Constant Mongrel Living In Excellence LP (Anti-Fade / La Vida Es Un Mus)
I feared that Constant Mongrel were goners, having not heard from them in three years (which equates to two decades in punk years), but they’re back with a sharp new album, intercontinentally released care of Anti-Fade and La Vida Es Un Mus. Their primitive, unschooled post-punk always sat well with me, calling to mind Urinals and Germs and other things that might be located in a men’s restroom, but they’ve tuned and tightened things up with Living In Excellence. In doing so, their resemblance to Total Control has grown uncanny. I’m sure some similarities were there before, but this time they’re slapping me in the face with it – these songs sound like the missing link between Henge Beat and Typical System, fusing Gary Numan synths with constant heavy strumming and a disconnected male vocalist. Even a little sax, too! Listen to the title track and tell me that the interplay between the lead guitar and the rhythm section isn’t a mirror image of Total Control, I implore you. As if to drive this point home, Mikey Young mastered this record (to be fair, he masters every record), and Total Control drummer James Vinciguerra did the art (okay, he’s been doing plenty of that, too), but the resemblance is truly overpowering at times, even down to the pacing, from extended moody anthems into upbeat slammers. It’s quite good, but I have to wonder if Mikey Young ever thought “wait, did I write this?” while mastering Living In Excellence. I’m still wondering myself!

Chris Corsano & Bill Orcutt Brace Up! LP (Palilalia)
Chris Corsano & Bill Orcutt make outstanding records, both separately and together, but their record covers alone already leave me deeply impressed, every time. Orcutt’s galaxy-brain operates on a different plane of meme creation, and this stolen shot of an early ’00s thrash-core PA dive is on par with his previous exploits. Same goes for the music of Brace Up!, their first studio-recorded album together after numerous live releases, and it smokes just as one would expect. Corsano plays his kit as though he’s attempting to put out an encroaching fire with all wind his physicality produces, and Orcutt is drilling holes through various frequencies, riding out a maniacal surf line, twisting a Leadbelly riff into barbed-wire, and dementedly howling when the mood strikes. What’s particularly satisfying about their collaboration is that neither of these two beloved underground powerhouses ever fully wrestles control from the other – rather than one submitting to the other, they’re locked in epic stasis, like liberty and justice. There are a few tender, possibly introspective moments peppered throughout, but I came to Brace Up! expecting to have my scalp blown back, Botox-style, and that’s exactly what the impossible frenzy of “The Secret Engine Of History” achieved. Two masters at play.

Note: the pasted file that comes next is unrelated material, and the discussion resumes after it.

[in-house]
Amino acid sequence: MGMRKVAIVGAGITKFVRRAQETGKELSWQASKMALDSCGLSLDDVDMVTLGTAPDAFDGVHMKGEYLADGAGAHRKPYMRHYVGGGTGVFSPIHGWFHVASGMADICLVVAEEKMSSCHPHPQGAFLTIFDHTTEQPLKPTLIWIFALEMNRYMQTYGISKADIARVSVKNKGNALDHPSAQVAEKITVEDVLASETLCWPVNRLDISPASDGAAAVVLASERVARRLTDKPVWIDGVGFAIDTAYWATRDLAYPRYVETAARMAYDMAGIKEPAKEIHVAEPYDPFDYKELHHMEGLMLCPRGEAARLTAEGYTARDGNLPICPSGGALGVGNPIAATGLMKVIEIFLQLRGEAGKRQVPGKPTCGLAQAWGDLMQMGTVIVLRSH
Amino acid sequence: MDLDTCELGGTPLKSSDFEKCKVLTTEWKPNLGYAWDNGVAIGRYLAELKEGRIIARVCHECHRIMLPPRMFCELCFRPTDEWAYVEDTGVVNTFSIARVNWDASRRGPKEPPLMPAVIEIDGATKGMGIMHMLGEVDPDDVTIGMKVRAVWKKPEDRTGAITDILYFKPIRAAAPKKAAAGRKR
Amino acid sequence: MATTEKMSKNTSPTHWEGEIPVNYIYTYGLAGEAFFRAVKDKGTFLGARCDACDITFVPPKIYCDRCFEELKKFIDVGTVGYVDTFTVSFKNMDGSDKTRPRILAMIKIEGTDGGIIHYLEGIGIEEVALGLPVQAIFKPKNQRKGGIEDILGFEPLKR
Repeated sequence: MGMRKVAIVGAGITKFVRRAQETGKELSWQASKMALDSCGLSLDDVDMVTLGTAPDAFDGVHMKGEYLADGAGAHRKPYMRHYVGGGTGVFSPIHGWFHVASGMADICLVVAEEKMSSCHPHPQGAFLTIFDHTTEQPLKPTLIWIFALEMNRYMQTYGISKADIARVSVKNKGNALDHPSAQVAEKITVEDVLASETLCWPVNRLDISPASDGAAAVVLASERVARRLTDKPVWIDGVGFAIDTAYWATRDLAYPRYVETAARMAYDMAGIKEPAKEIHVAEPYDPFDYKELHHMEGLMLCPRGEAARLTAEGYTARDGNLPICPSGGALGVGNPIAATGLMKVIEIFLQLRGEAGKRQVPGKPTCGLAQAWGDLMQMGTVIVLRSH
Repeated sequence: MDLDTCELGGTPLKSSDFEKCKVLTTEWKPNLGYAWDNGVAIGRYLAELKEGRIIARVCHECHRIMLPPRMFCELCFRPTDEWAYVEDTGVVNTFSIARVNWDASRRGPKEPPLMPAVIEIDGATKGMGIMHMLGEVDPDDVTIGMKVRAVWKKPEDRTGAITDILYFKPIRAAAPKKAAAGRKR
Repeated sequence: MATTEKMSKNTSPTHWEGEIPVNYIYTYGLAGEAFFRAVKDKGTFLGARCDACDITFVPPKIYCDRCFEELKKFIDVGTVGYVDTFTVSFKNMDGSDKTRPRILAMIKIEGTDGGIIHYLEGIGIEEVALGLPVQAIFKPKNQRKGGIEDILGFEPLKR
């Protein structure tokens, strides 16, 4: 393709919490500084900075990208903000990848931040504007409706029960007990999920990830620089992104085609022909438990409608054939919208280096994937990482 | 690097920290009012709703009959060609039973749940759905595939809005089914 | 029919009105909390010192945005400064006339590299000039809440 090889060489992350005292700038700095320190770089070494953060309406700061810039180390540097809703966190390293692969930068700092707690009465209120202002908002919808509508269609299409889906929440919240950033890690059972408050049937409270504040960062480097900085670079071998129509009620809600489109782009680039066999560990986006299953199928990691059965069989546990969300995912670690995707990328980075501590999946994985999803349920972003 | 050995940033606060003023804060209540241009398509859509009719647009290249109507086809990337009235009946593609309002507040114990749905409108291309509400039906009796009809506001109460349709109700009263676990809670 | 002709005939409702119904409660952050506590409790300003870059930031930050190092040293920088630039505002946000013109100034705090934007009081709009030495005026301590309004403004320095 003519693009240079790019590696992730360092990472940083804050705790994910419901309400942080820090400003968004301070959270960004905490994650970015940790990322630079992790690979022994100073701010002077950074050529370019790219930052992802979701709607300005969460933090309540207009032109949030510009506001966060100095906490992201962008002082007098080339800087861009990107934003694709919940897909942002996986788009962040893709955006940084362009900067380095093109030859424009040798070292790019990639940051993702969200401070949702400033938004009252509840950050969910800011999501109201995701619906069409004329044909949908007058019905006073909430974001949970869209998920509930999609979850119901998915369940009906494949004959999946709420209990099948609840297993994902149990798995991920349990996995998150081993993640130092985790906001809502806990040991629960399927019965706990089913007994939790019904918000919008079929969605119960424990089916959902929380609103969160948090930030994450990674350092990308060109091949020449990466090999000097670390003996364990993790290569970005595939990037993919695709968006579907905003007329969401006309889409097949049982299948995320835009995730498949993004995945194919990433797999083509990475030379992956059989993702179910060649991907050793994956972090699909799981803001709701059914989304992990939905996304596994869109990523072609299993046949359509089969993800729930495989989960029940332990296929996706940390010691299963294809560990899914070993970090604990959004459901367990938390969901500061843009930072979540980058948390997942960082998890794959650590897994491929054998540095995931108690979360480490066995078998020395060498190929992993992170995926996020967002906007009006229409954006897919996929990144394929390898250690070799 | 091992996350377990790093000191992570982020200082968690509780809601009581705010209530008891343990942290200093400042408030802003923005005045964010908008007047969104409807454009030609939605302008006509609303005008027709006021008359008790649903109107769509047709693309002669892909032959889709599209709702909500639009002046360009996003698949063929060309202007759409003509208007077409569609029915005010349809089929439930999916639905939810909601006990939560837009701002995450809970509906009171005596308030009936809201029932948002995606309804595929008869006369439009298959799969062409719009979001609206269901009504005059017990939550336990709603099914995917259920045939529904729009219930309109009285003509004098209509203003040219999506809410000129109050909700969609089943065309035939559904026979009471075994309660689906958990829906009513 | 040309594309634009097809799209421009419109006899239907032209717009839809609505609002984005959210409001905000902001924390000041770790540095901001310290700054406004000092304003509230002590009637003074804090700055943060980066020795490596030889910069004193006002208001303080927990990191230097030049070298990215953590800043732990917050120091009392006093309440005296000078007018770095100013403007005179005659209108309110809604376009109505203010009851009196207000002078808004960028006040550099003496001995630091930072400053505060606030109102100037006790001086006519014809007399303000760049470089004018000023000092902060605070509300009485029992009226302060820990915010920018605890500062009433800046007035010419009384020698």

Crazy Doberman Rust Clatter For The Midwest Sun 7″ (I Dischi Del Barone)
There’s no denying Crazy Doberman’s craziness – I saw a video of them playing in Kentucky with what appeared to be thirty people on stage, truly a glorious and orchestral free-jazz clatter, and then I went to see them perform and it was only two guys, each playing pocket trumpets the size of whoopie cushions, wheezing and croaking and belching through the crowd. Go figure! The a-side here is “Rise”, and the full Crazy Doberman ensemble crafts a moody plume of orange smoke, possessed by ritualistic drumming and conjured by a suspiciously relaxed horn section. “Set” is the flip and most certainly an after-hours affair, the sort of thing that you’d hear if you accidentally knocked open an old garment trunk in Sun Ra’s attic on All Hallow’s Eve. It’s dark and stormy, with horns approaching from all angles, a little too blurry to determine if they’re friends or foes. Very cool tunes! I could’ve gone for both “Rise” and “Set” in extended form across two sides of a 12″, but that’s not the I Dischi style, and their style is one that I must respect.